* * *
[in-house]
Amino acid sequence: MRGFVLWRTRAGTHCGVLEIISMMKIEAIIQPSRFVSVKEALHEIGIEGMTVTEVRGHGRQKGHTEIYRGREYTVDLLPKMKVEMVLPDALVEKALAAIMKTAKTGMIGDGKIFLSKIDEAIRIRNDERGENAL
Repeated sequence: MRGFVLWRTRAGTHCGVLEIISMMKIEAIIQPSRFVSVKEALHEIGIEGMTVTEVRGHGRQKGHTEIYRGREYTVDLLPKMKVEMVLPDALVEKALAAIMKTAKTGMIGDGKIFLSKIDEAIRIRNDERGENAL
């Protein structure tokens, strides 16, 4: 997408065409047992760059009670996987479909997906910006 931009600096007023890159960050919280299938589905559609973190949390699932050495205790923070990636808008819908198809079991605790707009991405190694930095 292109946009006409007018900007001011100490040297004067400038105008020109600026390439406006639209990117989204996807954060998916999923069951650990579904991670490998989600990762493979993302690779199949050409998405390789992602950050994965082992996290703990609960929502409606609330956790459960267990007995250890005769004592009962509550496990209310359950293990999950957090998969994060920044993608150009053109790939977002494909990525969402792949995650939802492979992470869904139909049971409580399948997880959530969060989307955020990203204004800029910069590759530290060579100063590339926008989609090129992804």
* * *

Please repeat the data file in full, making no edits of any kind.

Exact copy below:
[in-house]
Amino acid sequence: MRGFVLWRTRAGTHCGVLEIISMMKIEAIIQPSRFVSVKEALHEIGIEGMTVTEVRGHGRQKGHTEIYRGREYTVDLLPKMKVEMVLPDALVEKALAAIMKTAKTGMIGDGKIFLSKIDEAIRIRNDERGENAL
Repeated sequence: MRGFVLWRTRAGTHCGVLEIISMMKIEAIIQPSRFVSVKEALHEIGIEGMTVTEVRGHGRQKGHTEIYRGREYTVDLLPKMKVEMVLPDALVEKALAAIMKTAKTGMIGDGKIFLSKIDEAIRIRNDERGENAL
């Protein structure tokens, strides 16, 4: 997408065409047992760059009670996987479909997906910006 931009600096007023890159960050919280299938589905559609973190949390699932050495205790923070990636808008819908198809079991605790707009991405190694930095 292109946009006409007018900007001011100490040297004067400038105008020109600026390439406006639209990117989204996807954060998916999923069951650990579904991670490998989600990762493979993302690779199949050409998405390789992602950050994965082992996290703990609960929502409606609330956790459960267990007995250890005769004592009962509550496990209310359950293990999950957090998969994060920044993608150009053109790939977002494909990525969402792949995650939802492979992470869904139909049971409580399948997880959530969060989307955020990203204004800029910069590759530290060579100063590339926008989609090129992804």